Artisanal coffee roasters are reshaping the city’s café scene
Traditionally, coffee in Thailand is dark, bitter, and consumed with lots of sugar, condensed milk, and (usually) ice. It’s available on almost every street corner, and the beans are typically fully roasted, resulting in an undistinguishable taste regardless of the coffee’s origin. In this way prices are kept low but, unfortunately, so is the quality. In recent years, however, Thailand’s coffee culture has changed and expanded. While the typical Thai coffee style is still ingrained in the overall culture, Bangkok has seen a lot more specialized cafés and roasters opening up lately, and these businesses are focusing on quality coffee—trying to perfect the art of highlighting each bean’s taste and strength. We spoke with three of Bangkok’s most revered artisanal coffee roasters about their passion for the product, as well as their thoughts about coffee culture in Thailand.
Phil Coffee Company
Hidden away at the end of a quiet side soi that branches off Sukhumvit Soi 61, Phil Coffee Company serves quality single origin espressos and filter coffees as well as a few special blends. Open since November 2014, this artisan coffee roastery is run by three siblings: roaster Han Wang, and his sisters Jaszmine and I Wuen. It was during Han’s time studying in Melbourne that he developed a passion for coffee and, inspired by the Australian coffee culture, he visited a roaster in Taiwan and decided to get into the business himself. He attended a short training course, bought a coffee roaster machine, and spent three years experimenting and learning about the process—from roasting and brewing, to extracting and tasting—in a little shop in Bang Na. Thankfully he also made a lot of friends in the industry who were willing to share their knowledge with him.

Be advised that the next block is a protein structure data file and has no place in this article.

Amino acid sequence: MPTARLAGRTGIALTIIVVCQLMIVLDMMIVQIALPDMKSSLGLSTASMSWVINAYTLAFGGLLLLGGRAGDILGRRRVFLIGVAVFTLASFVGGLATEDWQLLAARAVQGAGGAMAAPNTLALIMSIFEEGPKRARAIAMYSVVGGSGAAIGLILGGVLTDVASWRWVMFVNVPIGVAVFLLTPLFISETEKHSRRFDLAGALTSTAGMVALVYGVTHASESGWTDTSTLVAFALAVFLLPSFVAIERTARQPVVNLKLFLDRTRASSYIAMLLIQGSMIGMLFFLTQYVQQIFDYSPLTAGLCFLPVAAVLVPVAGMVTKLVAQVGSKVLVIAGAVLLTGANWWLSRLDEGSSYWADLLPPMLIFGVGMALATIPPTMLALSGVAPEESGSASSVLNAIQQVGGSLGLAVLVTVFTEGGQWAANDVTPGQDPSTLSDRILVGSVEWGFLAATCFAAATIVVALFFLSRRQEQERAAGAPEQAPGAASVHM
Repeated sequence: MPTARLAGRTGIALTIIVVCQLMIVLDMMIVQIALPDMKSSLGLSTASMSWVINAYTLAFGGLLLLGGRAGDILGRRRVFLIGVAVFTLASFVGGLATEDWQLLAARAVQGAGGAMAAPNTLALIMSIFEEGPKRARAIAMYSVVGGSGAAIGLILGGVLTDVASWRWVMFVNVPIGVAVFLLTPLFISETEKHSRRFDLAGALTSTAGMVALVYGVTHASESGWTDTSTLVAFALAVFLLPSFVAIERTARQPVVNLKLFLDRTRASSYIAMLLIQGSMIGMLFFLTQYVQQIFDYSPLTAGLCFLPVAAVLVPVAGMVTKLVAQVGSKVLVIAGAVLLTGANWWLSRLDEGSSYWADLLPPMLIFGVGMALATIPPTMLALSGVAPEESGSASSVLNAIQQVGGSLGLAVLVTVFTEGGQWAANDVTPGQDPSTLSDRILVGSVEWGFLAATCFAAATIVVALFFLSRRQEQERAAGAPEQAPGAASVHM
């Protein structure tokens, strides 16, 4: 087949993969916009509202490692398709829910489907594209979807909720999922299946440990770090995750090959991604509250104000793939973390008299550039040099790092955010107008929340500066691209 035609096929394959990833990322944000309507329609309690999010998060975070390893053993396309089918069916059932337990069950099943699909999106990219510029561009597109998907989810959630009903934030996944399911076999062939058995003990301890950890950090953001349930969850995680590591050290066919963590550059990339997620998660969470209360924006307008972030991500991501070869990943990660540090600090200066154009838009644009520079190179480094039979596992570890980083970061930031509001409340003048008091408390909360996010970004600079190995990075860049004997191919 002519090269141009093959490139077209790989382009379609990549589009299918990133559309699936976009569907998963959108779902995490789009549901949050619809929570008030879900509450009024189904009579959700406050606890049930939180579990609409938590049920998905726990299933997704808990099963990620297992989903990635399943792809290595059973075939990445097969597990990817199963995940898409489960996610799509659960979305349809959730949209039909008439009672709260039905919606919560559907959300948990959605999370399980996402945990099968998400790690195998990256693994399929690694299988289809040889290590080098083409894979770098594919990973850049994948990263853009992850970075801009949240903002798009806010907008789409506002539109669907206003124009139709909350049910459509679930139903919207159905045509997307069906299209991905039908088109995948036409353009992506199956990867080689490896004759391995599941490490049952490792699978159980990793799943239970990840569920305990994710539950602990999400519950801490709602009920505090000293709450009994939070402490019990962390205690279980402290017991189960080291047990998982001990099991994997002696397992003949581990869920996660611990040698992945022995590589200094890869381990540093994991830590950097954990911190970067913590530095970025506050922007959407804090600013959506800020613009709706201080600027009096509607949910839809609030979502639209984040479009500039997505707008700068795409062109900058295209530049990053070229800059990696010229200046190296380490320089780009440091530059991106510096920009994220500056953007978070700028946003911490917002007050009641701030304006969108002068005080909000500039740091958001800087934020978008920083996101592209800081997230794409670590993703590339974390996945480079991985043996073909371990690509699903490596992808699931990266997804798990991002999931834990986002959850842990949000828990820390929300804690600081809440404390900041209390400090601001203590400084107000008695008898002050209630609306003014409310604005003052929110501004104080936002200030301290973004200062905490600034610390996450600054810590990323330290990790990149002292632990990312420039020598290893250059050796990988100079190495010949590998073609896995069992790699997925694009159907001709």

Nowadays, the siblings import beans from all around the world, including Colombia, Kenya, Brazil, Nicaragua, and also Thailand. To keep things interesting, the beans are freshly roasted in small batches every week, and the options change regularly. On the day I visited, the ‘single origin of the day’ was from Kenya, and in order to get the most taste possible I was served a split espresso—one espresso and one piccolo (espresso with milk). It was slightly bittersweet in taste with a hint of salt, and quite strong. For the filter coffee, I tried beans from a farm in Colombia that revealed a bit of a floral note. To inform the consumer every cup comes with a small card listing the details of the coffee, including the farm, the processing method, and the coffee’s characteristics.
In addition to their large single origin selection, they also produce two special blends: their house espresso blend Urso, and their light roasted signature filter blend Hummingbird. All of their roasts are available for wholesale—they deliver to several venues, including Rocket coffee—and for retail. You can also order online, share a coffee pool with other coffee lovers to save money, or even sign up for their monthly coffee subscription program in which a selection of different roasts will be delivered to your home. Or, just pop by this cool café (open from Tuesday to Sunday from 9am to 6pm) and discover what you like while enjoying a cup in a relaxed atmosphere.
Ceresia Coffee Roasters